his pleadings, Plaintiff in fact was treated for these
Specifically, the medical unit notes evince that
Plaintiff was treated for withdrawal on October 14, 2010, albeit
only with a referral for further psychiatric care and counseling
for anxiety-reducing breathing exercises because Xanax was not
available for prescription in the institution.
While we can well
understand Plaintiff’s dissatisfaction with this course of
treatment and his desire to receive some type of medication to
alleviate his symptoms, it is clear that this is not what the law
See, e.g., U.S. ex. rel Walker v. Fayette County, 599
F.2d 573, 575 (3d Cir. 1979); Norris v. Frame, 585 F.2d 1183,
1188 (3d Cir. 1978); Holly v. Rapone, 476 F. Supp. 226, 230 (E.D.
Pa. 1979)(no constitutional right to methadone or to the
establishment of methadone maintenance facilities at corrective
And, in the months that followed, the record
reflects that Plaintiff was seen a number of times in the medical
unit for, inter alia, a rash, a sore throat, dental care and HIV
testing, as well as for his continuing complaints of anxiety.
appears that on each of these occasions he received some type of
treatment and was referred on a number of occasions to
psychiatric care, although he did not see a psychiatrist until
February 12, 2011.
Thus, inasmuch as some treatment was provided
to Mr. Haug, it is not the place of this Court to second guess
the adequacy of that treatment.
and its progeny.
See generally, Estelle, supra,
For these reasons, we discern no deliberate
indifference on the part of these defendants.5
Moreover, by Plaintiff’s own admission, the withdrawal
symptoms lasted for a little more than one week.
(Pl’s Dep., 35-
Although Plaintiff continued to experience anxiety and was
angry because he wasn’t getting his medication, he nevertheless
refused Dr. Paneque’s offer of another drug - Celexa and/or an
SSRI6 to stabilize his moods, apparently advising the doctor that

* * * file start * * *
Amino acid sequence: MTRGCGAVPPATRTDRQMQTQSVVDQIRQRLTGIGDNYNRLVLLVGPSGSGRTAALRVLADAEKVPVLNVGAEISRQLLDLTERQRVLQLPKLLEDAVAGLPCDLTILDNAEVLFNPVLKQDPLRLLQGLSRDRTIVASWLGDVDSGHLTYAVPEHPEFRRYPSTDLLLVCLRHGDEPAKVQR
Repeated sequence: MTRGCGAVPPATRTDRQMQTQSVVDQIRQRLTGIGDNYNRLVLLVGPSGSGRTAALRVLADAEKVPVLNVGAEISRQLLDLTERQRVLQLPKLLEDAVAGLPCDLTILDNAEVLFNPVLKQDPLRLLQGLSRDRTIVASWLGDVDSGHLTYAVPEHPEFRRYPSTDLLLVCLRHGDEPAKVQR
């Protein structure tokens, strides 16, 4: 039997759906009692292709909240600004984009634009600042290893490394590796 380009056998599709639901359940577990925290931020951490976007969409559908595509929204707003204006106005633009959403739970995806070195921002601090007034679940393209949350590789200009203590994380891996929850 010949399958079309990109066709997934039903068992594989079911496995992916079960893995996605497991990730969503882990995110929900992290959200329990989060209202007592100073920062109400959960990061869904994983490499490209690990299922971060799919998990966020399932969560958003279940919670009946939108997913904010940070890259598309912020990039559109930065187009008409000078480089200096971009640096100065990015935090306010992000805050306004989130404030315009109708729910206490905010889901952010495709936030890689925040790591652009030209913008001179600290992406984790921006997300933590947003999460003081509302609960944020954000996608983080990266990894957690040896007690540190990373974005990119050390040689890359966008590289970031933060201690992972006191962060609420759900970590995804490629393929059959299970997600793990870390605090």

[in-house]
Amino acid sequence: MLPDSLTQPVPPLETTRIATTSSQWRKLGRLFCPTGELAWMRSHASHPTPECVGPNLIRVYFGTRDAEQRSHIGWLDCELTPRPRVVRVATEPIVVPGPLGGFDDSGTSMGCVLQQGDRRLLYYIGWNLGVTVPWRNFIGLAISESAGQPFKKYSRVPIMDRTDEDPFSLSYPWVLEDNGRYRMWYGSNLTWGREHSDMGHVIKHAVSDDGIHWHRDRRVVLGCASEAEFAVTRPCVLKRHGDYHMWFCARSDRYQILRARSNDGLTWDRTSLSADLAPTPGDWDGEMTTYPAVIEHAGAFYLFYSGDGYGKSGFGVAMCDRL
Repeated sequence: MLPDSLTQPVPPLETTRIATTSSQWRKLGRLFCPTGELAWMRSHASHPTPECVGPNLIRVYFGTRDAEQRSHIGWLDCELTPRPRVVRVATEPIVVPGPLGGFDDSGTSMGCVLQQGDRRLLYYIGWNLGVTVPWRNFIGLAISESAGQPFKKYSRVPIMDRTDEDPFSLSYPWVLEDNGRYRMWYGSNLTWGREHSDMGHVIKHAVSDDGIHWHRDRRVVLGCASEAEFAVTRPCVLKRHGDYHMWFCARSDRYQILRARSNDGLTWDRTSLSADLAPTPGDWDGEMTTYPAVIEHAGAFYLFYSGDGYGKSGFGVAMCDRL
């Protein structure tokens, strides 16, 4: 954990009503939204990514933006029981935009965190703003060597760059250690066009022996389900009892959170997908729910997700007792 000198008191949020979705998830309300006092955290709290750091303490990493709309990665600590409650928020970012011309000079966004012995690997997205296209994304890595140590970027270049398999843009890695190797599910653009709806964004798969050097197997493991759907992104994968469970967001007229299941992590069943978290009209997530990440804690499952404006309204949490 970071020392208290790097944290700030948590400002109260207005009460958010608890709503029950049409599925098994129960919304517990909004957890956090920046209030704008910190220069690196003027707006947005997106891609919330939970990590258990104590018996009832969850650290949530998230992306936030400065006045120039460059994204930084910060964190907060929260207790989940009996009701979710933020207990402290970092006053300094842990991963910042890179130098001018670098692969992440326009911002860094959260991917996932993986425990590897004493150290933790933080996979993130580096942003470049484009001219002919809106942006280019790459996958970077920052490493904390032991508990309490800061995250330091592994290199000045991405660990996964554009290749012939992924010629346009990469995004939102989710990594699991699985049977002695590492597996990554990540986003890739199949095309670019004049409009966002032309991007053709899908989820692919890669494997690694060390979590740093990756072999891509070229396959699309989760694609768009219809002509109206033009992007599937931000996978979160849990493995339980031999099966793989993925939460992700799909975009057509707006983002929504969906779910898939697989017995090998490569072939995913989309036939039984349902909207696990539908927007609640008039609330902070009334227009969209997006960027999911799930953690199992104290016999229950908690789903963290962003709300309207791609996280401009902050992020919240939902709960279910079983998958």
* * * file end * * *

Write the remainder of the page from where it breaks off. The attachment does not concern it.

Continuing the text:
the only medications he would take were Xanax and Klonopin.
reiterate that the Constitution requires only that medical
treatment be provided – it does not mandate that the medical
treatment provided comport with that desired by the inmate.
Accordingly, we find that summary judgment is properly entered in
favor of Movants with respect to Plaintiff’s Eighth Amendment
Further, while the parameters of Plaintiff’s Fourteenth
Amendment claim are not entirely clear from the face of his
pleadings or other submissions, we may infer that it too arises
from Plaintiff’s placement in the defendant correctional
This finding is limited to these defendants alone, however. We
leave to another day the issue of whether those defendants who have not been
served with process may have been deliberately indifferent.
Short for “Selective Serotonin Reuptake Inhibitor” – “any of a class
of drugs that inhibit the uptake of serotonin in the central nervous system
and are used to treat depression and other psychiatric disorders.”
facility’s general population without being administered the
medication of his choice to alleviate the discomfort caused by
his withdrawal from Xanax and by the length of time that elapsed
between Plaintiff’s initial admission to the facility and his
being seen by the psychiatric unit.